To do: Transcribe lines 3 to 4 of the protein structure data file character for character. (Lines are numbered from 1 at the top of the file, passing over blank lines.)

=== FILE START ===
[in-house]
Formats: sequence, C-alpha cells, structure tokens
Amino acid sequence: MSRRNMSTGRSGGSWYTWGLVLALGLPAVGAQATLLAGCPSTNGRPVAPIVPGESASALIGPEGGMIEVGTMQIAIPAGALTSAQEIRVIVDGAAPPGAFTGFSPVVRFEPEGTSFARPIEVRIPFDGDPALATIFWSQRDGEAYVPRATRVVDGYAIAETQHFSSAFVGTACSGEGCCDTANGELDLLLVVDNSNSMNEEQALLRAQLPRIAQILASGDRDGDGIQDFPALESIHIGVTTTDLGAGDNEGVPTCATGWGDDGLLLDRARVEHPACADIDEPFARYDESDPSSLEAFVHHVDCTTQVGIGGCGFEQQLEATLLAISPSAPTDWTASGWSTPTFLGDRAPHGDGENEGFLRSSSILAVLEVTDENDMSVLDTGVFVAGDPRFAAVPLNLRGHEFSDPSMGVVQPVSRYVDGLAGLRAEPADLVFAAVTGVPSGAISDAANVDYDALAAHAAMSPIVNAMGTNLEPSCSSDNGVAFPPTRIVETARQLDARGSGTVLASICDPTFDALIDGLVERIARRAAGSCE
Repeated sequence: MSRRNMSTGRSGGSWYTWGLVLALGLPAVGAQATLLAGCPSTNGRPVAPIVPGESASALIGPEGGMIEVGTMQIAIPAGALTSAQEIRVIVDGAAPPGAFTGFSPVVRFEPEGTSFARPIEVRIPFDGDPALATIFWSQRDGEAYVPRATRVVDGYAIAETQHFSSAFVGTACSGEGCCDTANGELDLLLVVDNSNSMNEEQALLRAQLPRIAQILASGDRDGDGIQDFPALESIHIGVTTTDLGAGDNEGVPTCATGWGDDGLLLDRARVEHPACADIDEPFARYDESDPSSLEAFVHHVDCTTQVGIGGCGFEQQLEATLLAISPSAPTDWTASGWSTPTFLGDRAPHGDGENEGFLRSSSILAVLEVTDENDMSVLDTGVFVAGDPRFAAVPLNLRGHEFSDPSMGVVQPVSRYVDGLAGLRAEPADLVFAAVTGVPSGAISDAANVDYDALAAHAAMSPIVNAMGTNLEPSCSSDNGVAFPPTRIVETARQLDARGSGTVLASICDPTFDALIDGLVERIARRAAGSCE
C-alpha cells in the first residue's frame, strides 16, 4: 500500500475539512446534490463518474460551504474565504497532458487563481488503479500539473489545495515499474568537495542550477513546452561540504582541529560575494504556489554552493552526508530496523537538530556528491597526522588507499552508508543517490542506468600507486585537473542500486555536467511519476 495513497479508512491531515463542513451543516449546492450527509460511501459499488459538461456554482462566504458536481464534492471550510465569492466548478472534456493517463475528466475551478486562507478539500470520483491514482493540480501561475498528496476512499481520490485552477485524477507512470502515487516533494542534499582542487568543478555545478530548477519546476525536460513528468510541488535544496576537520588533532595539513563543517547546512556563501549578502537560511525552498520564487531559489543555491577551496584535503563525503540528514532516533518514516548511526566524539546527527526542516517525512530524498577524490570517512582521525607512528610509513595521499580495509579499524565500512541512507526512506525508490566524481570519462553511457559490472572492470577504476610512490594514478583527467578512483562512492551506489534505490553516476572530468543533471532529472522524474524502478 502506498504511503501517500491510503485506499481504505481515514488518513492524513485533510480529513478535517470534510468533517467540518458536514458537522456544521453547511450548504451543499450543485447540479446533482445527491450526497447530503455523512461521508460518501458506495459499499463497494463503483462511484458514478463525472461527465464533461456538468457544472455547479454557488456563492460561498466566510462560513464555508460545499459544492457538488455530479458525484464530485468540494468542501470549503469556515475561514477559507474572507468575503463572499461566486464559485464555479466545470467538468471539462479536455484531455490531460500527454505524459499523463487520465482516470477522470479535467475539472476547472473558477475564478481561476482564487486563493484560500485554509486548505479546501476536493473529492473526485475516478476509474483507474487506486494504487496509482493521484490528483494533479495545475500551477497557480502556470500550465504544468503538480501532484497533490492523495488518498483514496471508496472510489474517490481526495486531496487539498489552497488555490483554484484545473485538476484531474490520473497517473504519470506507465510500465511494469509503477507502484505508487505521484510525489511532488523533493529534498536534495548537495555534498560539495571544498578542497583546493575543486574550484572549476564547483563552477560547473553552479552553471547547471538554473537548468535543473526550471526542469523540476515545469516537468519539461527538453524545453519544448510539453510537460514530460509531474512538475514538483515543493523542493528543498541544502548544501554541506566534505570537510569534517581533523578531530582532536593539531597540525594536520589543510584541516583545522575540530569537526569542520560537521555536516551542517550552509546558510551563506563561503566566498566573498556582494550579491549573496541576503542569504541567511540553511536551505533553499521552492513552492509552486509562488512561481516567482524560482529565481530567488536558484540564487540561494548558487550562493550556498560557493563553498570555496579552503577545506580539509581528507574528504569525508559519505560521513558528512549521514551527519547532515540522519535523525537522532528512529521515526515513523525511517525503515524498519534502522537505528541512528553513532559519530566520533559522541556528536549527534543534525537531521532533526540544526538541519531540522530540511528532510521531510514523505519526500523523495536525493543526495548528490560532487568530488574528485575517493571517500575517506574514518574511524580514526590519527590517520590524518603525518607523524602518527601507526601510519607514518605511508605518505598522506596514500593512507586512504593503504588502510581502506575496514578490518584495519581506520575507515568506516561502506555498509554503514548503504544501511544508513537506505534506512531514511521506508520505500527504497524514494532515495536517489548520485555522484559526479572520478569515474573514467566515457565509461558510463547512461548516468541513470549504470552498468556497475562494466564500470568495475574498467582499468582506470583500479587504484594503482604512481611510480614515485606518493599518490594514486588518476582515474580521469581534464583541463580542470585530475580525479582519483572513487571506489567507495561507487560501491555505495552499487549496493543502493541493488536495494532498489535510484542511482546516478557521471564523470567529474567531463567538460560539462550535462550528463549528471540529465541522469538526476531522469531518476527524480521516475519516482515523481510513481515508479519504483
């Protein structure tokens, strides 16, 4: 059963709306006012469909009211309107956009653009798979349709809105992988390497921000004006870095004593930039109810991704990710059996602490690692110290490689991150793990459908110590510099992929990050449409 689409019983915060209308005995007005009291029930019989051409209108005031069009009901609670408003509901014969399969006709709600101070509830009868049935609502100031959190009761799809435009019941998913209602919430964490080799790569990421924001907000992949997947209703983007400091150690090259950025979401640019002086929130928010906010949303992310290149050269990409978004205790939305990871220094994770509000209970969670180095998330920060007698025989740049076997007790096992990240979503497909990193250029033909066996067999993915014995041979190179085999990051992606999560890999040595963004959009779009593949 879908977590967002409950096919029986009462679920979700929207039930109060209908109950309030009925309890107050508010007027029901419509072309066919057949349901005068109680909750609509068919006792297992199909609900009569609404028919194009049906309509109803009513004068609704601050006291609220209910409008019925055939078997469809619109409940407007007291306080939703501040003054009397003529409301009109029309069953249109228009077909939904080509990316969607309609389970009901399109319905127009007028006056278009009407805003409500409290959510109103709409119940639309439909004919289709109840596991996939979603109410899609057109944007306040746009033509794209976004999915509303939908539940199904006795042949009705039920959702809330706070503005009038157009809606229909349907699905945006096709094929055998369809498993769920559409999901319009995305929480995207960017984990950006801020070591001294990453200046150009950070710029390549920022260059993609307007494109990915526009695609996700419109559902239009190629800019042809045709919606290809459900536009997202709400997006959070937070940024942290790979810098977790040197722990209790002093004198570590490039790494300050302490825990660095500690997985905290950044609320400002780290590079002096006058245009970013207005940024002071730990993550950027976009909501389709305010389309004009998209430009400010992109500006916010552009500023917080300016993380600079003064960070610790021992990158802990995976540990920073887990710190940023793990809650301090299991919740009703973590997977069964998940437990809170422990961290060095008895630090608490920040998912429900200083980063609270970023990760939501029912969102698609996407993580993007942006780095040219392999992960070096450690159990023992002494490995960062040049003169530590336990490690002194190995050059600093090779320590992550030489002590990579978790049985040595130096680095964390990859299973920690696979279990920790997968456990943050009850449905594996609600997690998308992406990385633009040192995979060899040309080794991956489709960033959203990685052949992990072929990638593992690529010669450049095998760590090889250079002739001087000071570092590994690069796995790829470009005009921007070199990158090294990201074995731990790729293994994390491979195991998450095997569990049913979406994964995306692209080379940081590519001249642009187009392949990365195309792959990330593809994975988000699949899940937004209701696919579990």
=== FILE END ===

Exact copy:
Amino acid sequence: MSRRNMSTGRSGGSWYTWGLVLALGLPAVGAQATLLAGCPSTNGRPVAPIVPGESASALIGPEGGMIEVGTMQIAIPAGALTSAQEIRVIVDGAAPPGAFTGFSPVVRFEPEGTSFARPIEVRIPFDGDPALATIFWSQRDGEAYVPRATRVVDGYAIAETQHFSSAFVGTACSGEGCCDTANGELDLLLVVDNSNSMNEEQALLRAQLPRIAQILASGDRDGDGIQDFPALESIHIGVTTTDLGAGDNEGVPTCATGWGDDGLLLDRARVEHPACADIDEPFARYDESDPSSLEAFVHHVDCTTQVGIGGCGFEQQLEATLLAISPSAPTDWTASGWSTPTFLGDRAPHGDGENEGFLRSSSILAVLEVTDENDMSVLDTGVFVAGDPRFAAVPLNLRGHEFSDPSMGVVQPVSRYVDGLAGLRAEPADLVFAAVTGVPSGAISDAANVDYDALAAHAAMSPIVNAMGTNLEPSCSSDNGVAFPPTRIVETARQLDARGSGTVLASICDPTFDALIDGLVERIARRAAGSCE
Repeated sequence: MSRRNMSTGRSGGSWYTWGLVLALGLPAVGAQATLLAGCPSTNGRPVAPIVPGESASALIGPEGGMIEVGTMQIAIPAGALTSAQEIRVIVDGAAPPGAFTGFSPVVRFEPEGTSFARPIEVRIPFDGDPALATIFWSQRDGEAYVPRATRVVDGYAIAETQHFSSAFVGTACSGEGCCDTANGELDLLLVVDNSNSMNEEQALLRAQLPRIAQILASGDRDGDGIQDFPALESIHIGVTTTDLGAGDNEGVPTCATGWGDDGLLLDRARVEHPACADIDEPFARYDESDPSSLEAFVHHVDCTTQVGIGGCGFEQQLEATLLAISPSAPTDWTASGWSTPTFLGDRAPHGDGENEGFLRSSSILAVLEVTDENDMSVLDTGVFVAGDPRFAAVPLNLRGHEFSDPSMGVVQPVSRYVDGLAGLRAEPADLVFAAVTGVPSGAISDAANVDYDALAAHAAMSPIVNAMGTNLEPSCSSDNGVAFPPTRIVETARQLDARGSGTVLASICDPTFDALIDGLVERIARRAAGSCE